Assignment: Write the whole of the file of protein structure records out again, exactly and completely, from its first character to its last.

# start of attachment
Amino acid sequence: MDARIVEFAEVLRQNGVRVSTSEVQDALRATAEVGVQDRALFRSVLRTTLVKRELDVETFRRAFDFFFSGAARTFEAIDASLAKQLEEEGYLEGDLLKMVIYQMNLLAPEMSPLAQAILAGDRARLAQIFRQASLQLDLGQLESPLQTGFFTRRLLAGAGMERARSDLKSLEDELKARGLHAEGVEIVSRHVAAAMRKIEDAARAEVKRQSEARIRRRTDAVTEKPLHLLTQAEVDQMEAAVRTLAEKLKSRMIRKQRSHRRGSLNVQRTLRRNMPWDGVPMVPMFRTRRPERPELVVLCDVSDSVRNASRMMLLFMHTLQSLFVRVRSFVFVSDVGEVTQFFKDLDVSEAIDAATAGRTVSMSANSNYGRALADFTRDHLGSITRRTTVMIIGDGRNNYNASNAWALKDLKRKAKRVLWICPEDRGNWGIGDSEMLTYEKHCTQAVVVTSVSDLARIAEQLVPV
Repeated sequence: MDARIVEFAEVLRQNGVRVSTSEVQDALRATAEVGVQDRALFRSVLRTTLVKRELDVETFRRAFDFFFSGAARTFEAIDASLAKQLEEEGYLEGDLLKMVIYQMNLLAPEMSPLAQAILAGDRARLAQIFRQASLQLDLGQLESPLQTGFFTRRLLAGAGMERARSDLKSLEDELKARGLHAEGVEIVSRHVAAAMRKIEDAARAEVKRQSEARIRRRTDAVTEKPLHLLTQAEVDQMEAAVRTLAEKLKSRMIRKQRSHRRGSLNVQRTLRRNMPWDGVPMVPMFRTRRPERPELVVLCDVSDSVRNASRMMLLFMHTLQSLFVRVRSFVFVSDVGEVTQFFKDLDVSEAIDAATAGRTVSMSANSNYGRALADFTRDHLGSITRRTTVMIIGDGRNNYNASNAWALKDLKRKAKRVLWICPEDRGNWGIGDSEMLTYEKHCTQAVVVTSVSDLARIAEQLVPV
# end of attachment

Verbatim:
Amino acid sequence: MDARIVEFAEVLRQNGVRVSTSEVQDALRATAEVGVQDRALFRSVLRTTLVKRELDVETFRRAFDFFFSGAARTFEAIDASLAKQLEEEGYLEGDLLKMVIYQMNLLAPEMSPLAQAILAGDRARLAQIFRQASLQLDLGQLESPLQTGFFTRRLLAGAGMERARSDLKSLEDELKARGLHAEGVEIVSRHVAAAMRKIEDAARAEVKRQSEARIRRRTDAVTEKPLHLLTQAEVDQMEAAVRTLAEKLKSRMIRKQRSHRRGSLNVQRTLRRNMPWDGVPMVPMFRTRRPERPELVVLCDVSDSVRNASRMMLLFMHTLQSLFVRVRSFVFVSDVGEVTQFFKDLDVSEAIDAATAGRTVSMSANSNYGRALADFTRDHLGSITRRTTVMIIGDGRNNYNASNAWALKDLKRKAKRVLWICPEDRGNWGIGDSEMLTYEKHCTQAVVVTSVSDLARIAEQLVPV
Repeated sequence: MDARIVEFAEVLRQNGVRVSTSEVQDALRATAEVGVQDRALFRSVLRTTLVKRELDVETFRRAFDFFFSGAARTFEAIDASLAKQLEEEGYLEGDLLKMVIYQMNLLAPEMSPLAQAILAGDRARLAQIFRQASLQLDLGQLESPLQTGFFTRRLLAGAGMERARSDLKSLEDELKARGLHAEGVEIVSRHVAAAMRKIEDAARAEVKRQSEARIRRRTDAVTEKPLHLLTQAEVDQMEAAVRTLAEKLKSRMIRKQRSHRRGSLNVQRTLRRNMPWDGVPMVPMFRTRRPERPELVVLCDVSDSVRNASRMMLLFMHTLQSLFVRVRSFVFVSDVGEVTQFFKDLDVSEAIDAATAGRTVSMSANSNYGRALADFTRDHLGSITRRTTVMIIGDGRNNYNASNAWALKDLKRKAKRVLWICPEDRGNWGIGDSEMLTYEKHCTQAVVVTSVSDLARIAEQLVPV